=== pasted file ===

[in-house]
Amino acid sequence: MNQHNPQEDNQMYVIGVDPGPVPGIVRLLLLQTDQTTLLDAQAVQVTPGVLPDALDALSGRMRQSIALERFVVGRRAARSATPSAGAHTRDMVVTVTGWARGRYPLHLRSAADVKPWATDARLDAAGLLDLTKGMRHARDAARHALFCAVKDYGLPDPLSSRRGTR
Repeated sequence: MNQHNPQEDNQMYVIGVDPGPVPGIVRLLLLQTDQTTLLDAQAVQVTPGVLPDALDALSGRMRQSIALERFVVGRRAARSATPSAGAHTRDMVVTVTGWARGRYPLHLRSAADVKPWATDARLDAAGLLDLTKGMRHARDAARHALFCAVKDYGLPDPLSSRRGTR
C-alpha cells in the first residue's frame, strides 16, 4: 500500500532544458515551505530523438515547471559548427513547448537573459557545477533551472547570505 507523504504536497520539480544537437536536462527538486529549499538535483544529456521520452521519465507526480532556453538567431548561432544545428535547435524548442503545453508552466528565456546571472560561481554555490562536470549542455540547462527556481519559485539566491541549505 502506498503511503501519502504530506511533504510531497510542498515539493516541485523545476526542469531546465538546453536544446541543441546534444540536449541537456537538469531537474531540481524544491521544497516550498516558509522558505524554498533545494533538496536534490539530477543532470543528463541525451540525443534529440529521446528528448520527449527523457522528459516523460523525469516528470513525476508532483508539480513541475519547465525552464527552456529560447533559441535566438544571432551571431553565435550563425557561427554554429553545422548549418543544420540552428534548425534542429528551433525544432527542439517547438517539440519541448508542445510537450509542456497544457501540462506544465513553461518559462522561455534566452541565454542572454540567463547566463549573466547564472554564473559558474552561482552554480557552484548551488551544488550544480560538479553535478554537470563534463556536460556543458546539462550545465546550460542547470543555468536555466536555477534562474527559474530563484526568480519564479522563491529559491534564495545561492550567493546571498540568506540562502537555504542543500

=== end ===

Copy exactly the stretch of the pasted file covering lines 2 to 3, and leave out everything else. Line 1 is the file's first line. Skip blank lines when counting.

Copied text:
Amino acid sequence: MNQHNPQEDNQMYVIGVDPGPVPGIVRLLLLQTDQTTLLDAQAVQVTPGVLPDALDALSGRMRQSIALERFVVGRRAARSATPSAGAHTRDMVVTVTGWARGRYPLHLRSAADVKPWATDARLDAAGLLDLTKGMRHARDAARHALFCAVKDYGLPDPLSSRRGTR
Repeated sequence: MNQHNPQEDNQMYVIGVDPGPVPGIVRLLLLQTDQTTLLDAQAVQVTPGVLPDALDALSGRMRQSIALERFVVGRRAARSATPSAGAHTRDMVVTVTGWARGRYPLHLRSAADVKPWATDARLDAAGLLDLTKGMRHARDAARHALFCAVKDYGLPDPLSSRRGTR